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  • Writer's pictureGreater Houston Pediatric Dentistry

Why Does My Child Have So Many Cavities?

Does your child brush their teeth regularly and you are still surprised each dental visit by finding they have several cavities? You may be surprised to learn that whether or not a child will get cavities depends on much more than simply whether the child brushes frequently or eats lots of candy. Sweet treats like candy are one of the biggest causes of cavities, but they are not the only cavity-causing criminals out there!



child with mouth open showing dental cavities

What Causes Cavities?

A cavity is a hole in a tooth that develops from tooth decay. Cavities form when acids in your mouth wear down your tooth’s hard outer layer. 


Here’s how it works:

  • Bacteria in your mouth feed on sugary, starchy foods and drinks (fruit, candy, bread, cereal, sodas, juice and milk). The bacteria convert these carbohydrates into acids.

  • Bacteria, acid, food and saliva mix to form dental plaque. This sticky substance coats your teeth.

  • Without proper brushing and flossing, acids in plaque dissolve tooth enamel, creating cavities, or holes, in the enamel surface.

Many Factors, Many Cavities

There are many reasons why your child may be prone to develop dental cavities. Many factors work together to create the environment for bacteria to develop cavities. All that caries need to form are the right combination of factors and time. Here are a few of the most common factors that may be leading to your child’s cavities. 


Tooth Structure: Enamel Quality

1 in 6 children are affected with weaker enamel due to a thinner outer layer of the tooth. Many times this condition is discovered when the baby's teeth fall out. It can appear as white and yellow-brown spots on molars and incisors. The weaker material is more susceptible to tooth decay.


Tooth Crowding

When a person’s teeth are crowded or overlapping, they are naturally harder to clean and more likely to trap food in tough-to-reach spaces. This also creates perfect hiding spots and breeding grounds for bacterial colonies to flourish and cause caries.


Bacterial Transmission

Bacterial imbalance is a leading cause of caries in child’s teeth. Sharing drinks or utensils could be passing bacteria from one person to another and this can cause bacterial imbalance.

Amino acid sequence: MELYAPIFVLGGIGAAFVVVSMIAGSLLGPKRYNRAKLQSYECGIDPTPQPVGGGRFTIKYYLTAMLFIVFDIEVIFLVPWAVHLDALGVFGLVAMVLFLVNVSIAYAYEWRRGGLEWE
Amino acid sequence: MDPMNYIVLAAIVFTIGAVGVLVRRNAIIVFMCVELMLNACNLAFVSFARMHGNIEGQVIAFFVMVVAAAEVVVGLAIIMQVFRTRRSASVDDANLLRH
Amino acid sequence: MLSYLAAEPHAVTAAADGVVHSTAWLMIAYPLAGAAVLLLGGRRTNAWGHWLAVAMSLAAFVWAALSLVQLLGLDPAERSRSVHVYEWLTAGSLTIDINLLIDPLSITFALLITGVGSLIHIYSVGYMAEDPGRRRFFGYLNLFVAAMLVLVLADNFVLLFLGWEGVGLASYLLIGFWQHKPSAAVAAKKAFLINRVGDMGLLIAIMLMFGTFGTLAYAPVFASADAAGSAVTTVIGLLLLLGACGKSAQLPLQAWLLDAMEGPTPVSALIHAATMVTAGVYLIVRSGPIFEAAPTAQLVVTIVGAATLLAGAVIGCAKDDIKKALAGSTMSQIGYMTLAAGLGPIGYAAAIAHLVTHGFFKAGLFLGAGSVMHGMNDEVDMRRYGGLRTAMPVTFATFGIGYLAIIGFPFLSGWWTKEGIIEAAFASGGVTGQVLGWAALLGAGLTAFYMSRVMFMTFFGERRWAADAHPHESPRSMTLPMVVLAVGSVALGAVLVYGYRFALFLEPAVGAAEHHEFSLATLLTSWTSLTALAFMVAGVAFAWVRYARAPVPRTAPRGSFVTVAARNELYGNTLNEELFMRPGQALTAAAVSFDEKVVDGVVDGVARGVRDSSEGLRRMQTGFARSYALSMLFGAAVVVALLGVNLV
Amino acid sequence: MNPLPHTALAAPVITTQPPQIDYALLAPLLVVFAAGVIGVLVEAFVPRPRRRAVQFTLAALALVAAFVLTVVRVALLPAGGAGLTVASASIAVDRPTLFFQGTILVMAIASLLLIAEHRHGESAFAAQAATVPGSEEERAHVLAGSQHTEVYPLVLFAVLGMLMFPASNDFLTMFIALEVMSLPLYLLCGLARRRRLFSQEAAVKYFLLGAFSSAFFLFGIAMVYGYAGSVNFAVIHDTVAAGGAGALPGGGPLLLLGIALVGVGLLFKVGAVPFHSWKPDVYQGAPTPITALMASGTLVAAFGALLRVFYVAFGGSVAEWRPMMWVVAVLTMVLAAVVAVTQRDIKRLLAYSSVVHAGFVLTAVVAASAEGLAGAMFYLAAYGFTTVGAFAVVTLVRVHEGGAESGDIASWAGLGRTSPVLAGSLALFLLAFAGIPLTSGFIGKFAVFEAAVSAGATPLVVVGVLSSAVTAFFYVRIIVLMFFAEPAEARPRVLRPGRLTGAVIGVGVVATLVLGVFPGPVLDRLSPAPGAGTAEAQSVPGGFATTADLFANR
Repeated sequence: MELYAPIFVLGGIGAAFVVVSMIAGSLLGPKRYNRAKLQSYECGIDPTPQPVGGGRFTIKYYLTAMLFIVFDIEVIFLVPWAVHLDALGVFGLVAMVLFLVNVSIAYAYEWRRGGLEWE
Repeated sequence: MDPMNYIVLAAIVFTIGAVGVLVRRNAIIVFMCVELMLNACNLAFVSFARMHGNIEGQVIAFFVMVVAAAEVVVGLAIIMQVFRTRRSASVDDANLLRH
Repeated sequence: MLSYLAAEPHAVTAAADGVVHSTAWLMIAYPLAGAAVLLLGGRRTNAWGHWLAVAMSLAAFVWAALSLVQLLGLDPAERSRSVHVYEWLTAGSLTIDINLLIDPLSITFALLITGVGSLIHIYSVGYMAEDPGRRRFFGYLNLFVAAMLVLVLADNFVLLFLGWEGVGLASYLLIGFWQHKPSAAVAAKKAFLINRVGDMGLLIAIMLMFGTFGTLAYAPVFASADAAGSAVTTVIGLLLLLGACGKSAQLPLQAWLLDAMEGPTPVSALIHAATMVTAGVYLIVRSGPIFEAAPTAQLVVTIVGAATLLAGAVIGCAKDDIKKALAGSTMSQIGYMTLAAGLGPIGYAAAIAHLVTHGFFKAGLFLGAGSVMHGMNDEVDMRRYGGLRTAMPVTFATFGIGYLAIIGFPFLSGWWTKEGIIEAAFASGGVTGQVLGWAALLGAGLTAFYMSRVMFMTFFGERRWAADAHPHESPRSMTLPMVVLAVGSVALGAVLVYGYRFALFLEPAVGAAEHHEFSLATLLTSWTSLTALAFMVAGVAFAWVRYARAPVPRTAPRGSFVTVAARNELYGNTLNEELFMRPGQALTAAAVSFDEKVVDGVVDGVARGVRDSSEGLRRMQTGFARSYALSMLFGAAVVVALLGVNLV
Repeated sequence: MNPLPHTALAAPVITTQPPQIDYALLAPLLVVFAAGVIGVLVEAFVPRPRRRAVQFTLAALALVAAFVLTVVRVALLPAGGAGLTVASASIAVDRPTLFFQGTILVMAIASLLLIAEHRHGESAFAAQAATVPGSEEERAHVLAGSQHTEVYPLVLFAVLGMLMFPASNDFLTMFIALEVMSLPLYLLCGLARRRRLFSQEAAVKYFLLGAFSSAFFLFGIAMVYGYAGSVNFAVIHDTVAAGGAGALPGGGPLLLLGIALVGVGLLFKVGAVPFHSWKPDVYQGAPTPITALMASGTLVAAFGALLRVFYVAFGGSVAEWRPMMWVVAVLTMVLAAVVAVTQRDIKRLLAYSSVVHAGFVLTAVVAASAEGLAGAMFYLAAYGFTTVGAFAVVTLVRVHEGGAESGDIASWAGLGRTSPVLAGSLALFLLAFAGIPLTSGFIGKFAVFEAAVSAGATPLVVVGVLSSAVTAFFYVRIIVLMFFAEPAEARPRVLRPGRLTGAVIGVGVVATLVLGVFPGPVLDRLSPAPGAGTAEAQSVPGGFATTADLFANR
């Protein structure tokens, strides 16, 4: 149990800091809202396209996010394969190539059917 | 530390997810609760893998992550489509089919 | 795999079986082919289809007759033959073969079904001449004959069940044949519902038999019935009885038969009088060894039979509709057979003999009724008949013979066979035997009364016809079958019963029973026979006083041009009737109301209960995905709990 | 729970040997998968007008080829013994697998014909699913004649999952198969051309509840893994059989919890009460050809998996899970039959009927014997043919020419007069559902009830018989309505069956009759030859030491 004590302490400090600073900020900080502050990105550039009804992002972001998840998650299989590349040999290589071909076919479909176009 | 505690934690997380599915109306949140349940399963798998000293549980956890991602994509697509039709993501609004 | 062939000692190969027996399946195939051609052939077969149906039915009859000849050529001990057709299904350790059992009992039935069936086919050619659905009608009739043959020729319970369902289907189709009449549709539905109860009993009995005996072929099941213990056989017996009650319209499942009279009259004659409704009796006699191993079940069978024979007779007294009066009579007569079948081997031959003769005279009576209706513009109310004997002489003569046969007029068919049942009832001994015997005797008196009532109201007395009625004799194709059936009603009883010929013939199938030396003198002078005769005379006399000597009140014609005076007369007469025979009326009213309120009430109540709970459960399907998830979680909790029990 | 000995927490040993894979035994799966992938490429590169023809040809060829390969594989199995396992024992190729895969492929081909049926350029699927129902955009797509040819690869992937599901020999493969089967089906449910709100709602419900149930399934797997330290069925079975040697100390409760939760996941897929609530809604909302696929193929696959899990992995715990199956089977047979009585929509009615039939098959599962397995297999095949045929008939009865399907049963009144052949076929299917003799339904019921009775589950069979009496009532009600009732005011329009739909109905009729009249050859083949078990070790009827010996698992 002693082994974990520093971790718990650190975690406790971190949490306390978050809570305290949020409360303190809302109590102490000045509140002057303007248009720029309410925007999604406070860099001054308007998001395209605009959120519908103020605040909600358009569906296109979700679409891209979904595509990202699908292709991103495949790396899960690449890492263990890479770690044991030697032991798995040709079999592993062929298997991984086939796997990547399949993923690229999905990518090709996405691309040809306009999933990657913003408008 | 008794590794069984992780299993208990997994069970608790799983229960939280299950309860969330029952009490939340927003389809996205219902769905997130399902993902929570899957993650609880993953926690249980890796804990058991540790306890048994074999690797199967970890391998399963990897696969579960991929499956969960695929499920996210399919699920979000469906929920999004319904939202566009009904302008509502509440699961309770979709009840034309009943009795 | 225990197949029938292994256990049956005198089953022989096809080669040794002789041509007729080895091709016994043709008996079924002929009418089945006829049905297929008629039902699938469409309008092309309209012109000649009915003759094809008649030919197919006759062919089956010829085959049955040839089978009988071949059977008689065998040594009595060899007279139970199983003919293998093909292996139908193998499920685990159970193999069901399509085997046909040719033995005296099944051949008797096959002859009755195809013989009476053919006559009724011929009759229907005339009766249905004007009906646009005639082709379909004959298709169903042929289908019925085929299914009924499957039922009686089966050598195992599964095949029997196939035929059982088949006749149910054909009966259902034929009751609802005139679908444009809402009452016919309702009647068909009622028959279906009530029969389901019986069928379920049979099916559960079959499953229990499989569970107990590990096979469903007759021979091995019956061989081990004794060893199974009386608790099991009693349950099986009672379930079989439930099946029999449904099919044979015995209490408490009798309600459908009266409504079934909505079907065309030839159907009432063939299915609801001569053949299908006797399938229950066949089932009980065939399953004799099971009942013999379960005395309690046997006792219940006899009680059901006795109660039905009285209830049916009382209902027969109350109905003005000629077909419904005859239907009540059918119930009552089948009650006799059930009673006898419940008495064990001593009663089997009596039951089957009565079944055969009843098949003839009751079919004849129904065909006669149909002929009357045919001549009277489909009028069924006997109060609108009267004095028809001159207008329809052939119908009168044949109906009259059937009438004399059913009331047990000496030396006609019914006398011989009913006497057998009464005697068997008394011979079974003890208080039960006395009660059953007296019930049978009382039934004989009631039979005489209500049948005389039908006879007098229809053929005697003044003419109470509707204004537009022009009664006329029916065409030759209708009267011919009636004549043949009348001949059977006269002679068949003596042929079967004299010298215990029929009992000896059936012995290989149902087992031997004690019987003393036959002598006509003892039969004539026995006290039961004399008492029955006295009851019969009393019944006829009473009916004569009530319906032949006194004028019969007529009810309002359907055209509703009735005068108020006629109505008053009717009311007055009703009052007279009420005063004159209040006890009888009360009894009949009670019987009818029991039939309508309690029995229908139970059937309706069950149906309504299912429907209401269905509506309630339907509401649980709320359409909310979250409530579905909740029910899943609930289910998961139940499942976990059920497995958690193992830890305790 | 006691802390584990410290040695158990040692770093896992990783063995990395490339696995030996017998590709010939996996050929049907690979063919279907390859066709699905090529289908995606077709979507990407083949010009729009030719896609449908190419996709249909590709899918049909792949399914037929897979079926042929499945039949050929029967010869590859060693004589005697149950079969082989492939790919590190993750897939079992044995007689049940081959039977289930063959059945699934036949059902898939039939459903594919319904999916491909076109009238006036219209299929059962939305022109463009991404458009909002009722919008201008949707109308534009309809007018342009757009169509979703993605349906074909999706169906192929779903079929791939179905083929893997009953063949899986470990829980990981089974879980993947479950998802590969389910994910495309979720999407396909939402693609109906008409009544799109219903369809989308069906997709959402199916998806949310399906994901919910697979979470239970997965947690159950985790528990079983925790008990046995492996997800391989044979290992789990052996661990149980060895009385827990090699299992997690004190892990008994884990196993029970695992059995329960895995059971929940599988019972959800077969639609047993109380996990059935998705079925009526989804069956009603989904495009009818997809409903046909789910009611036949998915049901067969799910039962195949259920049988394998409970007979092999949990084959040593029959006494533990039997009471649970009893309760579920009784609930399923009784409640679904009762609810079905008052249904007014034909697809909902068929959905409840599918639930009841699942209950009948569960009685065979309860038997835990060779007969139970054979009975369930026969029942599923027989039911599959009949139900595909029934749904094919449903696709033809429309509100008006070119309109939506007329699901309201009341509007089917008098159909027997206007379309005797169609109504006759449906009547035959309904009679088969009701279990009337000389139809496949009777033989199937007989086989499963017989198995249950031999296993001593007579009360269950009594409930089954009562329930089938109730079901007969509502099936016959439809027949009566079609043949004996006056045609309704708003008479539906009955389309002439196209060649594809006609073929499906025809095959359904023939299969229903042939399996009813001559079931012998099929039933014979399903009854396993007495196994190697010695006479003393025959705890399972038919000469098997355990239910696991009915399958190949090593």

Saliva Quality & Quantity

Naturally, saliva becomes more fluid and increases when you are hungry or eating, and decreases and becomes thicker while we are asleep. That is one of the reasons why dental professionals discourage bedtime feedings, and strongly encourage regular brushing and flossing before going to bed.


Dietary Habits - Watch Their Diet!

It’s not just sugary candy to watch out for. Bacteria use not only sugars but basically any fermentable carbohydrates and break it down into acids that can damage tooth surfaces. This includes juices, chocolate milk, chips, crackers, cereals, granola bars, raisins, and, of course, candy.


Children's Medication

This is also a contributing factor. Many children’s mediations are loaded with sugar to give them an appealing taste. When these medications are taken multiple times throughout the day, they become a steady source of sugar to feed bacteria. Gummy vitamins are particularly bad for children’s teeth as the sticky substance can hold on to the teeth longer. 


Oral Hygiene Habits

Dental plaque is a harbor for bacteria. As we brush and floss our teeth we disturb that biofilm and decrease the number of bacteria adhering to the teeth surface—ultimately creating an inhospitable environment for bacterial colonies and reducing the damage their byproducts can inflict on tooth surfaces.


Good News

The good news is that cavity problems can be addressed and fixed. Trust the professionals at Greater Houton Pediatric Dentistry to help access your child’s dental health and help reach your healthy smile goals. Dr. Luu and her team are ready to serve you, schedule an appointment today. 

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